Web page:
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Uganda Parliament Concerned About Troops in South Sudan

Uganda People's Defence Force troops ride through the streets of Bor, Jonglei State on January 19 during South Sudan's conflict.

A Ugandan parliamentary report suggests the presence of Ugandan troops in South Sudan is unsustainable and a financial drain on the Ugandan economy.

The report by the Ugandan parliament's committee on defense and internal affairs also encourages President Yoweri Museveni’s government to work with regional and international partners to help stabilize the situation in South Sudan, which could allow the Uganda People's Defense Force (UPDF) troops to return home.

Opposition lawmakers are demanding the immediate withdrawal of the UPDF forces from South Sudan, arguing that Uganda's economy cannot sustain the continued presence of the troops in the neighboring country.

Ugandan Defense Minister Crispus Kiyonga said, however, Uganda will not withdraw the troops.

“The IGAD [Intergovernmental Authority on Development] force that was supposed to take the place of the UPDF has not yet become a reality," Kiyonga was quoted by local media as saying. "To that extent, therefore, we will remain put in South Sudan.”

A prominent opposition member of the parliamentary committee on defense and internal affairs, Muwanga Kivumbi Muhammed, said the government should withdraw the troops to save Uganda much needed funds that could be used to improve the lives of citizens.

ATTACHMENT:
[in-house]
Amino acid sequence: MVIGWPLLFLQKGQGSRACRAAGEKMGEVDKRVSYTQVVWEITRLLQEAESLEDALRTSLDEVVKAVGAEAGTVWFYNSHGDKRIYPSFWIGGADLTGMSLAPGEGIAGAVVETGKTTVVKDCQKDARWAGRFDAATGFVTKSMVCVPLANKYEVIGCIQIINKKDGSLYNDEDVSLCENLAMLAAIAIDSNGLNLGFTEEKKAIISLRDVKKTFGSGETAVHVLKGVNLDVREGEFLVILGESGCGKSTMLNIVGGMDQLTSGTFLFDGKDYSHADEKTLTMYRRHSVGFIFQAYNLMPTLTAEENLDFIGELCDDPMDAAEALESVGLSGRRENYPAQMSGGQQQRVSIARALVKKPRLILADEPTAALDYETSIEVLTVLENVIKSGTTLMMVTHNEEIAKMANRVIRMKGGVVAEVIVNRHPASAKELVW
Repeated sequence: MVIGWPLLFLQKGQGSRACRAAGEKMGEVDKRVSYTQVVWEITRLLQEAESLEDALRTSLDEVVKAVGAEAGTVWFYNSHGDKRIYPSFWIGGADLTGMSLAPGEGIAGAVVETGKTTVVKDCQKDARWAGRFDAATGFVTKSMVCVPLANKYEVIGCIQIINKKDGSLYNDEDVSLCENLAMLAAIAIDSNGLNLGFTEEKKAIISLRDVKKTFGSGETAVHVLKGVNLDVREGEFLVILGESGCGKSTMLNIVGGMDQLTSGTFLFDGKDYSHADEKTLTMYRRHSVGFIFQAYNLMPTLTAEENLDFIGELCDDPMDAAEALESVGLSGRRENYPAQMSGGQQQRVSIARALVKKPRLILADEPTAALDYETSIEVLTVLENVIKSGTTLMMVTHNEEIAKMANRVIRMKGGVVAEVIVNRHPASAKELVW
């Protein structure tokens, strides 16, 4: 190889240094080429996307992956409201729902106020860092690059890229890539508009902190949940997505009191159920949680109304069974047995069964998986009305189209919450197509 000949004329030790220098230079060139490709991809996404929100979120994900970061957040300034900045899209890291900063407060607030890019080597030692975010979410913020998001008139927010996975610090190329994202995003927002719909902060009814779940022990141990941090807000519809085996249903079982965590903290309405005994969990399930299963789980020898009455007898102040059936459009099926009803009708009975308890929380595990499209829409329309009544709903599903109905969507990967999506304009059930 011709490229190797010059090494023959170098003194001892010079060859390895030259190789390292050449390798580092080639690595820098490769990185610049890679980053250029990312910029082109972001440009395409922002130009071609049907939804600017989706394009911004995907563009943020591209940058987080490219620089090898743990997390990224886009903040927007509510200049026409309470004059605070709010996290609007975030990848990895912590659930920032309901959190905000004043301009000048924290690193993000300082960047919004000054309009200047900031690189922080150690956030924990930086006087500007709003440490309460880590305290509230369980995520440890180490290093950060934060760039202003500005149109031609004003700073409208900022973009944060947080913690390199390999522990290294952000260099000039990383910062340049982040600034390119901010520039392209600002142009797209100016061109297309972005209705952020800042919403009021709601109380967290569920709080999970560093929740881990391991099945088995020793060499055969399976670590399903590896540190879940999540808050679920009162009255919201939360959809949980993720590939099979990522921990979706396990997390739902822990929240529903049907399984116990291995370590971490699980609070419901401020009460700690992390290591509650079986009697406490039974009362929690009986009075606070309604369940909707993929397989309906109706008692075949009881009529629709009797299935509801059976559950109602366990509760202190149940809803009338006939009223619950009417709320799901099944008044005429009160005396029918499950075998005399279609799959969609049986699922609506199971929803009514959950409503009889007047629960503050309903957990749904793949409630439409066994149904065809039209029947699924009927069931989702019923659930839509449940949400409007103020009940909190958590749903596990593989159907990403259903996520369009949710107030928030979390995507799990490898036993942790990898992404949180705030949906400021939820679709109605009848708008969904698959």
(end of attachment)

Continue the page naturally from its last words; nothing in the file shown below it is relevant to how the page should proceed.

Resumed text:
He said the administration needs to explore all avenues to ensure the withdrawal of the UPDF forces from South Sudan.

“The committee report looked at the budgetary implications of our stay in South Sudan, and realized that in the short and long term it’s not sustainable. The economy of Uganda cannot sustain to prop-up a regime in South Sudan,” said Muhammed. “Ours was an advisory that the government should do all it can to find ways of cooperating with other regional bodies so that on its own we can have a withdrawal from South Sudan.”

Simon Mulongo, a member of the committee on defense and internal affairs from the ruling National Resistance Movement (NRM), said the government made the right decision to keep the troops in South Sudan, in order to help overcome the security challenges there.

He said the cost of maintaining the UPDF forces in South Sudan are not as “enormous” as the opposition portrays.

Mulongo said the UPDF forces are not engaged in the ongoing conflict between South Sudan's government and rebels loyal to the former vice president, Riek Machar.

“They have maintained position in guarding security installations both in the capital and in some provincial cities in the countryside, and some of the key areas like some oil production centers,” said Mulongo.

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